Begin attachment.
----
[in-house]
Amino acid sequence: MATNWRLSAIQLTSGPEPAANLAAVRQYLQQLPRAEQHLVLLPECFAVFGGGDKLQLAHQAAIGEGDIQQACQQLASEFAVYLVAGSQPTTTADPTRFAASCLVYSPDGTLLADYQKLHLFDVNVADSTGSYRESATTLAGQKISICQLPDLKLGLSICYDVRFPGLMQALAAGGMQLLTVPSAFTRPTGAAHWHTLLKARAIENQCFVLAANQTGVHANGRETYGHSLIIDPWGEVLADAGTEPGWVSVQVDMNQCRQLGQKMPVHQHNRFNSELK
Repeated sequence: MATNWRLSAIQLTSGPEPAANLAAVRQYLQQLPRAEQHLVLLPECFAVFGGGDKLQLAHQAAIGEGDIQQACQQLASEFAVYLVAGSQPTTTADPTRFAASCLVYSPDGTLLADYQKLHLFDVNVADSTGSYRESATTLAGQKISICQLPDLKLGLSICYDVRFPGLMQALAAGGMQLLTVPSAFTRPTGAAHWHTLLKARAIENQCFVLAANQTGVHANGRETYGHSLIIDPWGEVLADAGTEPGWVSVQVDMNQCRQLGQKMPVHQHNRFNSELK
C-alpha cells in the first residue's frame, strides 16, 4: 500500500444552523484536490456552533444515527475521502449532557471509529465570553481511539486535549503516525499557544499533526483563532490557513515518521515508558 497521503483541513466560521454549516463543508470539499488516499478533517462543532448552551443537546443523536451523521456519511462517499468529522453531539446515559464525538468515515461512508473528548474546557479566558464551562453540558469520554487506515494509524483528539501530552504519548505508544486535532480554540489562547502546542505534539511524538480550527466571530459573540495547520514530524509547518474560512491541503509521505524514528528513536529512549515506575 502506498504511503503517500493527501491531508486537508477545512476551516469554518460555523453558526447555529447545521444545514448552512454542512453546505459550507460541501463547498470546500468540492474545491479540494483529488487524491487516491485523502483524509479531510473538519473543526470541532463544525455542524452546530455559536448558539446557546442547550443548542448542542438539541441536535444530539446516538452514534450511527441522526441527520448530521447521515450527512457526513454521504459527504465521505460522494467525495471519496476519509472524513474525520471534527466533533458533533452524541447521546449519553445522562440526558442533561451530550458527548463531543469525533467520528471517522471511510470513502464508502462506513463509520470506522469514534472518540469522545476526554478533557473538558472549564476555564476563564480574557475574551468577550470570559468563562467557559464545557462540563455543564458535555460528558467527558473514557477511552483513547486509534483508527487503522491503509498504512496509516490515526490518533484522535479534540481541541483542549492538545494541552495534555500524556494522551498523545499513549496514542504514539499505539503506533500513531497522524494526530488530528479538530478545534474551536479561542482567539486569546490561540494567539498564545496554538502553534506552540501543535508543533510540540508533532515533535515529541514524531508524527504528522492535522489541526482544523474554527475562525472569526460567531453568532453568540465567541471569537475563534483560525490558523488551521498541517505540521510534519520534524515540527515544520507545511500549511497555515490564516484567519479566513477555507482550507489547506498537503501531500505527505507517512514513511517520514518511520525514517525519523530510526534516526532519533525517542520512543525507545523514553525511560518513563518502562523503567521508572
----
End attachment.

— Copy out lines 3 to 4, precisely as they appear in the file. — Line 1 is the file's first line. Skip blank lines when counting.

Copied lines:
Repeated sequence: MATNWRLSAIQLTSGPEPAANLAAVRQYLQQLPRAEQHLVLLPECFAVFGGGDKLQLAHQAAIGEGDIQQACQQLASEFAVYLVAGSQPTTTADPTRFAASCLVYSPDGTLLADYQKLHLFDVNVADSTGSYRESATTLAGQKISICQLPDLKLGLSICYDVRFPGLMQALAAGGMQLLTVPSAFTRPTGAAHWHTLLKARAIENQCFVLAANQTGVHANGRETYGHSLIIDPWGEVLADAGTEPGWVSVQVDMNQCRQLGQKMPVHQHNRFNSELK
C-alpha cells in the first residue's frame, strides 16, 4: 500500500444552523484536490456552533444515527475521502449532557471509529465570553481511539486535549503516525499557544499533526483563532490557513515518521515508558 497521503483541513466560521454549516463543508470539499488516499478533517462543532448552551443537546443523536451523521456519511462517499468529522453531539446515559464525538468515515461512508473528548474546557479566558464551562453540558469520554487506515494509524483528539501530552504519548505508544486535532480554540489562547502546542505534539511524538480550527466571530459573540495547520514530524509547518474560512491541503509521505524514528528513536529512549515506575 502506498504511503503517500493527501491531508486537508477545512476551516469554518460555523453558526447555529447545521444545514448552512454542512453546505459550507460541501463547498470546500468540492474545491479540494483529488487524491487516491485523502483524509479531510473538519473543526470541532463544525455542524452546530455559536448558539446557546442547550443548542448542542438539541441536535444530539446516538452514534450511527441522526441527520448530521447521515450527512457526513454521504459527504465521505460522494467525495471519496476519509472524513474525520471534527466533533458533533452524541447521546449519553445522562440526558442533561451530550458527548463531543469525533467520528471517522471511510470513502464508502462506513463509520470506522469514534472518540469522545476526554478533557473538558472549564476555564476563564480574557475574551468577550470570559468563562467557559464545557462540563455543564458535555460528558467527558473514557477511552483513547486509534483508527487503522491503509498504512496509516490515526490518533484522535479534540481541541483542549492538545494541552495534555500524556494522551498523545499513549496514542504514539499505539503506533500513531497522524494526530488530528479538530478545534474551536479561542482567539486569546490561540494567539498564545496554538502553534506552540501543535508543533510540540508533532515533535515529541514524531508524527504528522492535522489541526482544523474554527475562525472569526460567531453568532453568540465567541471569537475563534483560525490558523488551521498541517505540521510534519520534524515540527515544520507545511500549511497555515490564516484567519479566513477555507482550507489547506498537503501531500505527505507517512514513511517520514518511520525514517525519523530510526534516526532519533525517542520512543525507545523514553525511560518513563518502562523503567521508572